Did you know that if you receive a positive result from a genetic test, you might not ever be able to get life insurance, long-term care or disability? Thanks to a legal loophole, these companies can ask about genetic information, and reject those that are deemed too risky.
I recently wrote an in-depth piece about how this form of genetic discrimination impacts patients. In response, I received a note from a spokesperson for the Huntsville, Al.-based DNA-testing company, Kailos Genetics. The company's cofounder Troy Moore told me that 85% of customers who show interest in the Kailos' tests end up changing their minds after they learn that they might never receive some forms of insurance. In his own words:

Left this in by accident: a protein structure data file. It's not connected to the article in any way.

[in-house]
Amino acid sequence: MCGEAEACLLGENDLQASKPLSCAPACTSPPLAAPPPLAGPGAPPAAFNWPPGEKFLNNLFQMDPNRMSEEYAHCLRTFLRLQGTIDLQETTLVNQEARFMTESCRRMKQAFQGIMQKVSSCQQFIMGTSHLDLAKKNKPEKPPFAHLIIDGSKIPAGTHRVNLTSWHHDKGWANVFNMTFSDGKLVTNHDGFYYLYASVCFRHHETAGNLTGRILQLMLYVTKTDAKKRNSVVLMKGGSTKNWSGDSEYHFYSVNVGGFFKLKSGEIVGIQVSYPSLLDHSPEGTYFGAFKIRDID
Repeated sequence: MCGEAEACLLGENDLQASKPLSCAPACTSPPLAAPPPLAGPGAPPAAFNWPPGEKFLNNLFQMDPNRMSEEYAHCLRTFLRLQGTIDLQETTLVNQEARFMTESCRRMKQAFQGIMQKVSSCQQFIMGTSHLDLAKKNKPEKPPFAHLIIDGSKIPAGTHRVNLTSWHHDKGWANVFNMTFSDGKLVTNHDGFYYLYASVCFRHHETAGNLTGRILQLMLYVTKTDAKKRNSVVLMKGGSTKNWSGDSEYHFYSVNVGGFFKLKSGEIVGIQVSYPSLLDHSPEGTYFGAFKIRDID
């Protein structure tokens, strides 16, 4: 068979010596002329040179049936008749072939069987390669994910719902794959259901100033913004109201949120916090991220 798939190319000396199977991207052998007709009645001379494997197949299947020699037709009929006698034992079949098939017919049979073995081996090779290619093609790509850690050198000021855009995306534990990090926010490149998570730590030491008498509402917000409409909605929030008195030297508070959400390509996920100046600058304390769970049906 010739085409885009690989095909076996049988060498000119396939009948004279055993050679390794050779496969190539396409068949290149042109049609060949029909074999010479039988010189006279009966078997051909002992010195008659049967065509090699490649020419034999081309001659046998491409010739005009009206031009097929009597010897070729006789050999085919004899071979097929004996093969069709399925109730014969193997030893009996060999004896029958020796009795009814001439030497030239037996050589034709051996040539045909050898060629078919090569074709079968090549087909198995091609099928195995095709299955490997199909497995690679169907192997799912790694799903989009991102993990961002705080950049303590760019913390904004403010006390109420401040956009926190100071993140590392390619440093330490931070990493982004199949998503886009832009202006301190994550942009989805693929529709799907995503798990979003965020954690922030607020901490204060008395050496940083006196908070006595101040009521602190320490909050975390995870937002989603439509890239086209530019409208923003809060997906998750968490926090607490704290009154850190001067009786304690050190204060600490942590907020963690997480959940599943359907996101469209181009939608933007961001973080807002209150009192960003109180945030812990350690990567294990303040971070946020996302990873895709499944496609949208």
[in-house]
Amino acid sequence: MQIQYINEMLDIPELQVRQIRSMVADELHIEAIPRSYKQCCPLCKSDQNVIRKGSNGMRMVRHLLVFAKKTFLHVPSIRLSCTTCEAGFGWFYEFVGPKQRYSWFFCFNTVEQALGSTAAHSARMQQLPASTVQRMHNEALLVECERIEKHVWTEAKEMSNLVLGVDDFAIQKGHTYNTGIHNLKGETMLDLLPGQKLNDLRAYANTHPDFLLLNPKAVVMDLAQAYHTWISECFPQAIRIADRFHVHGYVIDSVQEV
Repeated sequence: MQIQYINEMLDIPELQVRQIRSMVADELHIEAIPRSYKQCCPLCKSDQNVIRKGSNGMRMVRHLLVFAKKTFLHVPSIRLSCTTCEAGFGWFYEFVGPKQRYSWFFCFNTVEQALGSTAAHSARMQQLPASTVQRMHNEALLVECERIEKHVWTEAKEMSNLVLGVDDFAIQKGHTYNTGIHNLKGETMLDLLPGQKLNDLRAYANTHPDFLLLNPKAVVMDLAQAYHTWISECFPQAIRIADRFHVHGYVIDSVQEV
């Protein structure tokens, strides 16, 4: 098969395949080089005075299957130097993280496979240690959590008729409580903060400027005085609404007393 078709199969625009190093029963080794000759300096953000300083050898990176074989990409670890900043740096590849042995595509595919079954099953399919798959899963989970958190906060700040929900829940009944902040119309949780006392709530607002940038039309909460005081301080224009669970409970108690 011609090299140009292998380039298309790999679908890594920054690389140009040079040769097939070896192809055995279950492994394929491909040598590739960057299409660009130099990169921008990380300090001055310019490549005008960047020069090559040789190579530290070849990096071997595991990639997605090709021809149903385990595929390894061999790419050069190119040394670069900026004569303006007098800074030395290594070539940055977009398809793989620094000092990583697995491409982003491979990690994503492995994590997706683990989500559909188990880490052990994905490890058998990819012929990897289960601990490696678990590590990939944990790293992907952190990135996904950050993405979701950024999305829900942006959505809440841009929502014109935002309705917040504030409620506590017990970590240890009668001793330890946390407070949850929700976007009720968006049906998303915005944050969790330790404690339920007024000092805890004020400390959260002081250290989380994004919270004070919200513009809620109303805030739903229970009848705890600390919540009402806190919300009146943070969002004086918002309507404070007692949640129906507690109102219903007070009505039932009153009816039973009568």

"When they (potential customers) learn about it, it really stifles the way they think about their own health care. Their immediate reaction is, 'this is my information. Why do these insurance companies have access to it'?"
Genetics discrimination stifles medical research, and it's also proving to be a financial setback for companies. So why is it still legal? Read more here.
Do you work at a biotech company that is concerned about genetic discrimination? Reach out to me on Twitter @chrissyfarr, or via email at firstname.lastname@example.org CF